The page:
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There comes a time in every reporter’s life where her colleague will turn to her, wide-eyed and innocent, and ask: “Where do coyotes come from?”
After cursing the Alberta school system for not doing a better job on reproductive health education back in the 1980s, you’ll sit him down and calmly explain what happens when a mom coyote and dad coyote love each other very much. Then he’ll tell you he meant the Stanley Park coyotes, specifically. You know, the ones that have been attacking people, unprovoked, for the past year? Why aren’t you reading the news? Have you forgotten it’s literally your job? Also, can you not use the word literally when you’re paraphrasing—I’m a 50-year-old man and don’t speak that way?
Okay, okay, let’s remember I’m not on trial here! I’ve never bitten anyone (unprovoked) (this year)! Let’s get this angry mob focused back on the wily coyotes who have taken over our city’s biggest park and turned it into their personal playground and buffet.
To be clear: Stanley Park’s coyote problem is no joke. Forty-plus people have been bitten between December 2020 and now, many in broad daylight on the seawall as they were just minding their own business training for the SeaWheeze Virtual or attempting to see if the Girl in a Wetsuit sculpture is wearing a bathing suit under her scuba gear.
There have been coyotes in Stanley Park for years, co-existing in harmony alongside the park’s other notable wildlife—Ultimate Frisbee players—but it’s only during the pandemic that they, in wrestling parlance, have “turned heel.” With more people using the park as a result of the pandemic and leaving more garbage and alcohol around than previously, coyotes have grown accustomed to a certain lifestyle… and are starting to get a little greedy.
Yes, feeding coyotes is technically illegal, but people assume there are no restrictions around feeding racoons or squirrels (or, should you be so inclined, Ultimate Frisbee players) so the tasty treats humans bring around for these critters (or toss into the trash cans at Second Beach) wind up creating a smorgasbord for the coyotes, too. In other words: they’re foodies! Cut them some slack!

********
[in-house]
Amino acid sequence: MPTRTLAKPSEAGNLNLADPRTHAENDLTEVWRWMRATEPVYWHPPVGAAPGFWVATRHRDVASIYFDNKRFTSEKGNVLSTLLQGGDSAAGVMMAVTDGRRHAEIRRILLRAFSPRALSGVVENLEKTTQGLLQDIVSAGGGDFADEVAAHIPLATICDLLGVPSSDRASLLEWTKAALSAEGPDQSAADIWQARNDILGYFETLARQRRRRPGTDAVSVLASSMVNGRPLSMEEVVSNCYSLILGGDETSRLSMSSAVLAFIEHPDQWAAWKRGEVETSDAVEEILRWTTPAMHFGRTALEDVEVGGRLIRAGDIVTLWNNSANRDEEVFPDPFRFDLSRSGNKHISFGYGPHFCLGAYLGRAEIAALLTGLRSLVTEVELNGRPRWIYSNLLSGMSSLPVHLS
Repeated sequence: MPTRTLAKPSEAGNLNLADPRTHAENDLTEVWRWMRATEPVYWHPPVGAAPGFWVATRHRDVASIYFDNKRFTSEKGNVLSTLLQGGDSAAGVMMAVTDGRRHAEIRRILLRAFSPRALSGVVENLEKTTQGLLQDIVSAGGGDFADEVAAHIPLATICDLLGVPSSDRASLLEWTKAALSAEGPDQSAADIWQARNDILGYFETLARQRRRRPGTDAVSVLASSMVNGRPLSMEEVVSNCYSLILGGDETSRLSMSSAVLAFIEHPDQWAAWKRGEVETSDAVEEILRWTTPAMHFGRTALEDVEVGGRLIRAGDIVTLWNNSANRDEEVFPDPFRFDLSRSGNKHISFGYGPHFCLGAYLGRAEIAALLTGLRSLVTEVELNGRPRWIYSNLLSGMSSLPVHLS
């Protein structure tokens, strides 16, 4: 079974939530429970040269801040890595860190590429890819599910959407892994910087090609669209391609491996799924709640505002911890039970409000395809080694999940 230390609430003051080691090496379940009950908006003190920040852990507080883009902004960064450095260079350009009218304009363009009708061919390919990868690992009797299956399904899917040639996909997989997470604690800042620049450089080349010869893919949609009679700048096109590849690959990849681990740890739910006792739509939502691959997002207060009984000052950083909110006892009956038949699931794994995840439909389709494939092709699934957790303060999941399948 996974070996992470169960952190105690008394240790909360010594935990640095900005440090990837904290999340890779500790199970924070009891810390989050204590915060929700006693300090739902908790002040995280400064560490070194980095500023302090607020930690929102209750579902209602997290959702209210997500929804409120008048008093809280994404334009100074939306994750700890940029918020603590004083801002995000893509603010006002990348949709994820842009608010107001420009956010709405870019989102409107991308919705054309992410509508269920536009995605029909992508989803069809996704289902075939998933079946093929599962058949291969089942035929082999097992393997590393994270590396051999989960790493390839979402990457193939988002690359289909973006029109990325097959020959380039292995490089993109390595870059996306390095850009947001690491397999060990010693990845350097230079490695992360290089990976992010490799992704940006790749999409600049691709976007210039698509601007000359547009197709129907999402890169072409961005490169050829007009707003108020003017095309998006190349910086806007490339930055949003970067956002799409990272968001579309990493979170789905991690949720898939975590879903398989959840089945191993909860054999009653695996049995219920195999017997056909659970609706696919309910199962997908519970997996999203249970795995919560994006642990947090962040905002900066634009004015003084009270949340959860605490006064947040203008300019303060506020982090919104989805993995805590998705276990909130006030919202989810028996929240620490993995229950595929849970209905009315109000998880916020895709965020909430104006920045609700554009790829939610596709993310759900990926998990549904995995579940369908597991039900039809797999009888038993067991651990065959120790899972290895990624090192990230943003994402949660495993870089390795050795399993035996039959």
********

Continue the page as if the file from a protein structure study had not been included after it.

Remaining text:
Lashing out at humans is actually incredibly odd behaviour for coyotes. The U.S. Humane Society even reports that you’re more likely to be killed by a rogue golf ball than you are to be attacked by a coyote in North America in any given year, but obviously the Stanley Park coyotes did not read the “fun facts” page of the organization’s website.
They’ve adapted comfortably to the West Coast lifestyle, like many other predators do (e.g., Toronto finance bros), but coyotes aren’t actually native to Canada. Once upon a time, you’d find them only in the deserts and grasslands of the American Midwest. But European settlers came along and decimated both their natural habitats (via overdevelopment) and natural frenemies (the wolf). So with open spaces, new food sources and pesky lupine rivals out of the way, coyotes were finally free to roam, and being supremely adaptable, they now inhabit almost every kind of environment in the continent. So, yes, like most historical issues I cover in this column, it is Whitey’s fault, in a roundabout way, that we’re in the middle of a coyote bite-o-rama. On behalf of my stupid colonizer ancestors: oops.
Coyotes were first noted in Metro Vancouver in the 1930s, and then the first sighting in Vancouver proper happened in the ’80s. Today, the Stanley Park Ecology Society produces a map of coyote sightings and these little stinkers have really made themselves at home here in the big city: you’re as likely to spot one at Queen Elizabeth Park as you are in Dunbar. The things is, most Vancouverites don’t even mind co-habiting with these furry neighbours. One 1997 survey found that most people felt the animals enhanced their lives.
I suspect coyotes can get their polling numbers up again, if they can keep their teeth to themselves like the rest of us. The B.C. Conservation Officer Service practiced some extreme measures to encourage that behaviour: in September, it closed the park for two weeks to cull the population. Only a handful were caught, but that’s apparently enough to teach the others a valuable lesson and the park is now re-opened. Next time you’re braving the walking trails, make sure you’re alert, but also have some empathy for our furry friends: COVID’s been tough on all of us, as it turns out.
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